Rising sea level 2018

(UN Environment, 2018)

This article is brought to you thanks to the strategic cooperation of The European Sting with the World Economic Forum.

Author: Johnny Wood, Writer, Formative Content

When natural disasters strike, television pictures show us the devastating power of floods, landslides, storms and hurricanes. Smashed homes and businesses, upturned cars and beached boats are the trademarks of severe tropical weather. While damage of this sort is life-changing for the people affected, it is mostly reparable.

But these violent weather events, coupled with the effects of climate change, can leave behind damage that is never likely to be repaired. Entire land masses can shift, or sink beneath the waves, never to be seen again.

World bank data shows 37 countries suffered loss to their land areas between 1961 and 2017.

Some countries experienced dramatic land reductions but overall the changes were of a relatively small scale.

Causes of land loss include rising sea levels and coastal erosion, but natural disasters are frequently the most destructive forces in terms of reducing the land area of countries in the line of fire.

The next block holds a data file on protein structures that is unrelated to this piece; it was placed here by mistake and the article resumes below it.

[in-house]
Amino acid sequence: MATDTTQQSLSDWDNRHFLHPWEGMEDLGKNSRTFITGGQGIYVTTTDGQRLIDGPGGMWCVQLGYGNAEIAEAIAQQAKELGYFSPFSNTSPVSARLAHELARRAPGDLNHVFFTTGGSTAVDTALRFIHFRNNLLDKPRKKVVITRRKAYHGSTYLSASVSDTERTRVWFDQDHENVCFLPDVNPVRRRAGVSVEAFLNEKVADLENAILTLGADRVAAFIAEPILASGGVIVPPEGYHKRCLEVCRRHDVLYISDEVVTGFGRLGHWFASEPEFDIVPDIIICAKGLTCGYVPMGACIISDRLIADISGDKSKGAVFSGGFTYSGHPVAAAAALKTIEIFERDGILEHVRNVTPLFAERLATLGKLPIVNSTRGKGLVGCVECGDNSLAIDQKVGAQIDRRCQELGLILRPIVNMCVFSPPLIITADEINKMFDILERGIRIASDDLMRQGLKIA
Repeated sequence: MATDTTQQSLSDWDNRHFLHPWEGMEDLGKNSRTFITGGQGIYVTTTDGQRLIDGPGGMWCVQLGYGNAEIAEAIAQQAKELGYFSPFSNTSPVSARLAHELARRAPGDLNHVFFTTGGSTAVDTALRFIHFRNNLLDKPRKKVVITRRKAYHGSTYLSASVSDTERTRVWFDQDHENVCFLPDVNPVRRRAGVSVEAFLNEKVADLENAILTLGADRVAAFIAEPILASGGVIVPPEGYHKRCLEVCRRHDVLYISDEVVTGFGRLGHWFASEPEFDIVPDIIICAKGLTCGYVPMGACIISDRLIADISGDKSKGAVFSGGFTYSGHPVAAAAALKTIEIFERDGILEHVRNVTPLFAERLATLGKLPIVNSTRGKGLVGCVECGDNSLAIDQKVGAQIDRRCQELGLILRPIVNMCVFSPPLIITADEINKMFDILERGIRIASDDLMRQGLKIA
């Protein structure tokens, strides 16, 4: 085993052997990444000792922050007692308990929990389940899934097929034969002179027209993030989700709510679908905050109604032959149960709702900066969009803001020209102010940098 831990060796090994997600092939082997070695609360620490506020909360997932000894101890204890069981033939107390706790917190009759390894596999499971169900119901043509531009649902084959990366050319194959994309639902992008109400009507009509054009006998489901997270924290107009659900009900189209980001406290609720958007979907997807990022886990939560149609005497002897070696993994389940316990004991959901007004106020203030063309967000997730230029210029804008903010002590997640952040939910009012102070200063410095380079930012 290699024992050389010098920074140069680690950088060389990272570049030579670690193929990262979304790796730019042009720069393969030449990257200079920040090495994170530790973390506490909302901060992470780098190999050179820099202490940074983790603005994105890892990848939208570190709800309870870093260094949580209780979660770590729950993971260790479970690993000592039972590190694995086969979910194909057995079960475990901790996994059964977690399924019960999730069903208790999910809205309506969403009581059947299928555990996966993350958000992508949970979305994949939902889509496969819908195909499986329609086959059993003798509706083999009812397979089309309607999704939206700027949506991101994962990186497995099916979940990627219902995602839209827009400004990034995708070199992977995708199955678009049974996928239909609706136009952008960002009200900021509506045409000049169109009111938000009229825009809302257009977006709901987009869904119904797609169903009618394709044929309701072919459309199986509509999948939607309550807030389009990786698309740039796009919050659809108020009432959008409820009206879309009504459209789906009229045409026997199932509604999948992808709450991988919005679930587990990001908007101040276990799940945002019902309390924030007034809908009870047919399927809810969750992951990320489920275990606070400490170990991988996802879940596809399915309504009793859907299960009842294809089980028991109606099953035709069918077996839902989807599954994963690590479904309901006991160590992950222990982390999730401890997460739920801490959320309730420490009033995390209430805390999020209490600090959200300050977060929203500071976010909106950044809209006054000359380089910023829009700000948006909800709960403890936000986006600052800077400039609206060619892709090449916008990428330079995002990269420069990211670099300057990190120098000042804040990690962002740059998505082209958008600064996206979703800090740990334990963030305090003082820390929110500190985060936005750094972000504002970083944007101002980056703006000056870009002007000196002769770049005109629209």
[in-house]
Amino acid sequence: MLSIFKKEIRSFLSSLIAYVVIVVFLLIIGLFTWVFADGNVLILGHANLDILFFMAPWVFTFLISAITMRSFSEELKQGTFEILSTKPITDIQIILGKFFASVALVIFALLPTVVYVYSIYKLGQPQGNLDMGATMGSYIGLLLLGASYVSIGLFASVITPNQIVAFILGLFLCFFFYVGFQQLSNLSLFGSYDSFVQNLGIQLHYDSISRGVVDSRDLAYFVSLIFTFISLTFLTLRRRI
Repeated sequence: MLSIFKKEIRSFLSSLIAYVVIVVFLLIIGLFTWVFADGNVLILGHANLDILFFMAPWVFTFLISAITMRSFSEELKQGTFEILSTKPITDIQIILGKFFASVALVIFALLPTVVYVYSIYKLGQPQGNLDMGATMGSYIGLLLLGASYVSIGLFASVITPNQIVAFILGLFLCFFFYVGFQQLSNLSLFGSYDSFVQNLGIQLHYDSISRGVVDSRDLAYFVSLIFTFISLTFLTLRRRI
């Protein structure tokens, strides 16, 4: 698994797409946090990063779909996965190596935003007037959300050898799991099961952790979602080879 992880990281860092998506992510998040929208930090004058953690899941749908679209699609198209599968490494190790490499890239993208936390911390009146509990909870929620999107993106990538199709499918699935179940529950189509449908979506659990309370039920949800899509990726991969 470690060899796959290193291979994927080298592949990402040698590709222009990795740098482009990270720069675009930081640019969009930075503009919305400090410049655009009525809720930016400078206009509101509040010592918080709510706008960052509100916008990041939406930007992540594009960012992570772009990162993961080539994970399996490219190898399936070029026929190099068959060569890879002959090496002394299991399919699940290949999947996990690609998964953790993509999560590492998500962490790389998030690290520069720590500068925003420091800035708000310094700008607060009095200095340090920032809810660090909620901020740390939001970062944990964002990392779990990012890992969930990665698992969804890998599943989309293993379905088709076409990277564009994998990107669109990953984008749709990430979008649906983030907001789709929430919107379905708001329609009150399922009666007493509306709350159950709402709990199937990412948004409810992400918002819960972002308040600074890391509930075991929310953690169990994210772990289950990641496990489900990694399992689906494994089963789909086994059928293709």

The world's land shrinkage hotspots

Image: Statista

As the chart shows, the twin-island nation of St Kitts and Nevis lost over 25% of its 1961 land area, the largest proportion of any country. The 90 square kilometer land reduction was largely due to rising sea levels and the Caribbean territory’s exposed position, making it susceptible to the impact of extreme climate events like hurricanes.

Several powerful storms have ravaged the islands, in particular Hurricane Luis (1995), Georges (1998) and Lenny (1999). High winds and waves can erode coastlines, move beaches and absorb wetlands, remoulding the land area.

Ecuador shows the next largest decrease in land mass among countries with a coastline, losing 10.29% of its area over the same time period, a reduction of 28,480 square kilometers.

Vietnam has lost 4.74% of its total land area since 1961, followed by Bulgaria with an overall land reduction of 1.87%.

As well as St Kitts and Nevis, the chart includes other island nations at risk from rising sea levels, such as Seychelles and Cuba.